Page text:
World Insights: Ohio's New Immigration Story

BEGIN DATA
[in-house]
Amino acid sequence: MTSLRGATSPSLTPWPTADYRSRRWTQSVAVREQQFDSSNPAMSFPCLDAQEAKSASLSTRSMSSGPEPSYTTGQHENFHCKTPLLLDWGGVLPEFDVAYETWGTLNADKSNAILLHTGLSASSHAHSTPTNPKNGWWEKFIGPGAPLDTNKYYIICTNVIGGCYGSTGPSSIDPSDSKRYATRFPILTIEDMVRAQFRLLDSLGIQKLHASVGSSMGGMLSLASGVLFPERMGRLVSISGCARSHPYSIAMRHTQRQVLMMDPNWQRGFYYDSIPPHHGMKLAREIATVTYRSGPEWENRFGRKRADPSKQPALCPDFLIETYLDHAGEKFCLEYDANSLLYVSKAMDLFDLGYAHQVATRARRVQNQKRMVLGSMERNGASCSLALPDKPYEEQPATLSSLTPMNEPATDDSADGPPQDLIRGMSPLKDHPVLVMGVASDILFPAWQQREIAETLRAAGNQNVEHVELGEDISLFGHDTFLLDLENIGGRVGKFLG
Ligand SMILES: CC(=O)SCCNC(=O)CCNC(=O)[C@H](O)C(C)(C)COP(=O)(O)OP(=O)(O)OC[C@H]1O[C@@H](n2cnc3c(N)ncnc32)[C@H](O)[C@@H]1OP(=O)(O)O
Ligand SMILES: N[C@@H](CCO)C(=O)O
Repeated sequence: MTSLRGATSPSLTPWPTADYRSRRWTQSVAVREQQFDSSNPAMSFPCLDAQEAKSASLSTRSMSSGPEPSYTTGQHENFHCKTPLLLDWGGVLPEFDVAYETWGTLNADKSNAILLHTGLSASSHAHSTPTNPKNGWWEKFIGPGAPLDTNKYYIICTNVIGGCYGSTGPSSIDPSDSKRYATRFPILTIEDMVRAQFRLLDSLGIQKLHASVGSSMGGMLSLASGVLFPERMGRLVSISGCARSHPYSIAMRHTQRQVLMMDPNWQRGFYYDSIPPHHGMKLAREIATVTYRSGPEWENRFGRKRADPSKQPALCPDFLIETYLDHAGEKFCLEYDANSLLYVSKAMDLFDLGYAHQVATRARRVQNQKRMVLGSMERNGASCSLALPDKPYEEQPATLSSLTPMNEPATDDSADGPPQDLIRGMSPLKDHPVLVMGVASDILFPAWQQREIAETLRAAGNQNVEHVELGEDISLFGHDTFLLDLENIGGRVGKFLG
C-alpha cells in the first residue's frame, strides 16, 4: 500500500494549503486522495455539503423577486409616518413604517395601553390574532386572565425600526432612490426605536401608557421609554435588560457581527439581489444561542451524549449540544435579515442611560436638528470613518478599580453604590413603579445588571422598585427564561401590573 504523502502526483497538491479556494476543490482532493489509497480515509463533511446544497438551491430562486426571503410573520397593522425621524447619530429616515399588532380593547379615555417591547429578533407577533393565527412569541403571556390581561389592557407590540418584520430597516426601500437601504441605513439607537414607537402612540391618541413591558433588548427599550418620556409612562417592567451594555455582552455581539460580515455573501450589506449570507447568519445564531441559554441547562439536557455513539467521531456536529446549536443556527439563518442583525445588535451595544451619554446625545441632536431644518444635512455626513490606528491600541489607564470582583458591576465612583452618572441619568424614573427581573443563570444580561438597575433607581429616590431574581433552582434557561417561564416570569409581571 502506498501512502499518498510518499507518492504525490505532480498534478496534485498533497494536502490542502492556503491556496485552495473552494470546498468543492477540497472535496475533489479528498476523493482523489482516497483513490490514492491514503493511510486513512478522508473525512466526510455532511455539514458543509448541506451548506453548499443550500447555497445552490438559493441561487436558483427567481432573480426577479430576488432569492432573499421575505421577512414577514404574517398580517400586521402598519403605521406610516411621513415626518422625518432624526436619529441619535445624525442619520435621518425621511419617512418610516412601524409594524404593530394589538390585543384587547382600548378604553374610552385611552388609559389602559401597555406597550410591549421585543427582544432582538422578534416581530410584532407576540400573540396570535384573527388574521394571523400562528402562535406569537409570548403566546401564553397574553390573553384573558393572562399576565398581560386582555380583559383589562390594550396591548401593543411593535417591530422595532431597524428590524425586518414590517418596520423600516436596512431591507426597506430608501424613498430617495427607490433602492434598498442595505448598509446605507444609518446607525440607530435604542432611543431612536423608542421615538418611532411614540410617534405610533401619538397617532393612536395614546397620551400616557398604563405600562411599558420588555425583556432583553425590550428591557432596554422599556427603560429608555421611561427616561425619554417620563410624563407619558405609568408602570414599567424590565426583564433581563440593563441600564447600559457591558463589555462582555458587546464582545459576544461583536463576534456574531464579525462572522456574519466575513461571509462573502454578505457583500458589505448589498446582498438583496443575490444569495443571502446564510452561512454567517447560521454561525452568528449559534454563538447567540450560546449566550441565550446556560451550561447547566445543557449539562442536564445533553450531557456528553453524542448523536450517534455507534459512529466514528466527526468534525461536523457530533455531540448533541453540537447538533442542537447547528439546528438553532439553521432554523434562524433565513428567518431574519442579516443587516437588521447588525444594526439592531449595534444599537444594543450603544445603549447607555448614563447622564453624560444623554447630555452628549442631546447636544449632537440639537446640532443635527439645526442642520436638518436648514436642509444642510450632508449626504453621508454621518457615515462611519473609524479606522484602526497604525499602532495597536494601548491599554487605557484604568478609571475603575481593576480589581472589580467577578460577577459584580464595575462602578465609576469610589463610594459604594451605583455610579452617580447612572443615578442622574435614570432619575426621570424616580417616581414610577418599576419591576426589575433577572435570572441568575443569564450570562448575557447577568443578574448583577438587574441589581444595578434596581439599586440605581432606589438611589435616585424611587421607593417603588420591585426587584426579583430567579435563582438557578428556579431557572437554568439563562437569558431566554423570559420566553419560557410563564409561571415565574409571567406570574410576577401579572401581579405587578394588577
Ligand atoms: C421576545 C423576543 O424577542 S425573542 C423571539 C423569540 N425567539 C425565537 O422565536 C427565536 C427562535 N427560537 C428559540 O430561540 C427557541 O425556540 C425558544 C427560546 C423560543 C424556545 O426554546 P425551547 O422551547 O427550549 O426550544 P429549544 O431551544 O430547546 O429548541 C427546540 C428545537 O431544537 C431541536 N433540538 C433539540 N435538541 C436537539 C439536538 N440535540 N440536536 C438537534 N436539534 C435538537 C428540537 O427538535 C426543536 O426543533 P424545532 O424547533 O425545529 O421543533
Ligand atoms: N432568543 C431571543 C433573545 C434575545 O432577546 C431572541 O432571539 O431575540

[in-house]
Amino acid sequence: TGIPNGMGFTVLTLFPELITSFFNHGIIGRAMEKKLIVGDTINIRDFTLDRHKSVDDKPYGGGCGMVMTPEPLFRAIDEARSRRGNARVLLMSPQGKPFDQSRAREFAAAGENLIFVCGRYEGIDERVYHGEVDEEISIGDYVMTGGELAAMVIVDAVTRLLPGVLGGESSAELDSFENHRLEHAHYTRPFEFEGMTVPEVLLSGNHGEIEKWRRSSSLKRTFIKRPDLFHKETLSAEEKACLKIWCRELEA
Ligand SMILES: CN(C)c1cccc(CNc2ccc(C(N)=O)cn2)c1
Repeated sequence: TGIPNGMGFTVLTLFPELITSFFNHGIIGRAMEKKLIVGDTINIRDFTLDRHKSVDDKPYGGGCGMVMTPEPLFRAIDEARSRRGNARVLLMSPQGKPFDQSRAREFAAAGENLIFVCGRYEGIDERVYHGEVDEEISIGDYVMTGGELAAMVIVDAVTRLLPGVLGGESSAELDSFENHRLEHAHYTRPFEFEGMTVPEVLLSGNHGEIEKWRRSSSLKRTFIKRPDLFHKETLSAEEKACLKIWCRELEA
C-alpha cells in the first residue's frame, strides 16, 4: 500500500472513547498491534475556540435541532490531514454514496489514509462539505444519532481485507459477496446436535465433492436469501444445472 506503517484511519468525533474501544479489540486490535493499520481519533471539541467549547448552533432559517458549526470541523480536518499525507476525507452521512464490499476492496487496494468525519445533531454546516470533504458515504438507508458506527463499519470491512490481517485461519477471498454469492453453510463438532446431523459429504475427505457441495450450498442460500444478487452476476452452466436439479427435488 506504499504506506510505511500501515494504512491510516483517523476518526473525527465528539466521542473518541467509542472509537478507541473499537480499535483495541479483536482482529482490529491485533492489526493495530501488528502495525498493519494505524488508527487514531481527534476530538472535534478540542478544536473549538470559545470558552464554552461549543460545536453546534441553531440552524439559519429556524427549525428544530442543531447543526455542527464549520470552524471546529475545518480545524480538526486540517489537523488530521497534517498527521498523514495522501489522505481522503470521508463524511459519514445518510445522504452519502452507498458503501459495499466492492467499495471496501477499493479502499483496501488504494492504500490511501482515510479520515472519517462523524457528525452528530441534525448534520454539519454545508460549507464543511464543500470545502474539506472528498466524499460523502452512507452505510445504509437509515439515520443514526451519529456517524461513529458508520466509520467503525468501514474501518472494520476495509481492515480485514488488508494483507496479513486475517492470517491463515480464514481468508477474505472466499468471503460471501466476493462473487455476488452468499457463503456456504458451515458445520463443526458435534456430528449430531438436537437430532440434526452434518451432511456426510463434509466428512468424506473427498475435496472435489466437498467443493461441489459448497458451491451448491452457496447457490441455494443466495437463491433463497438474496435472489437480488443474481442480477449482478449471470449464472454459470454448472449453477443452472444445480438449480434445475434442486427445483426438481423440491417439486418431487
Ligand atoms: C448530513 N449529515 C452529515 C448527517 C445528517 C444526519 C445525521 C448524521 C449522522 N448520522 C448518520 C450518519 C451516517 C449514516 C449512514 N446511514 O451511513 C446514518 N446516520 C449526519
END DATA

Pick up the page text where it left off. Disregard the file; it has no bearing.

How do Mexicans and Central Americans end up in Ohio? Which industries depend on migrant labor and are those migrants taking jobs from other Ohioans? Are Ohioans (most of whom trace their ancestry to immigration) welcoming? Are newcomers a fiscal burden to counties and schools? Why is Ohio considered a border state and what is happening in terms of border and immigration enforcement locally? Does the US need more enforcement of its immigration laws? Or different laws? Come to this session to discuss these and other questions you have, from the perspective of a professor -- not a pundit or politician. Nancy Powers is the assistant director of the Center for the Study of American Democracy at Kenyon College, where she teaches political science courses on Latin America, immigration and citizenship, and global poverty. Before reentering academic life in 2011, Powers worked for several years, in Florida and in Ohio, as an advocate with faith-based organizations working for immigration reform and farmworkers' labor rights, for which she was honored in 2005 as a Woman of Distinction, by Tallahassee Community College. Today, she partners with scholars from four other liberal arts colleges in an ongoing study of the immigration experiences of rural Latino immigrants in Ohio. Author of one academic book on poverty and democratic politics in Argentina, and several academic and journalistic articles, Powers is a native of northeast Ohio and has a Ph.D. in political science from the University of Notre Dame.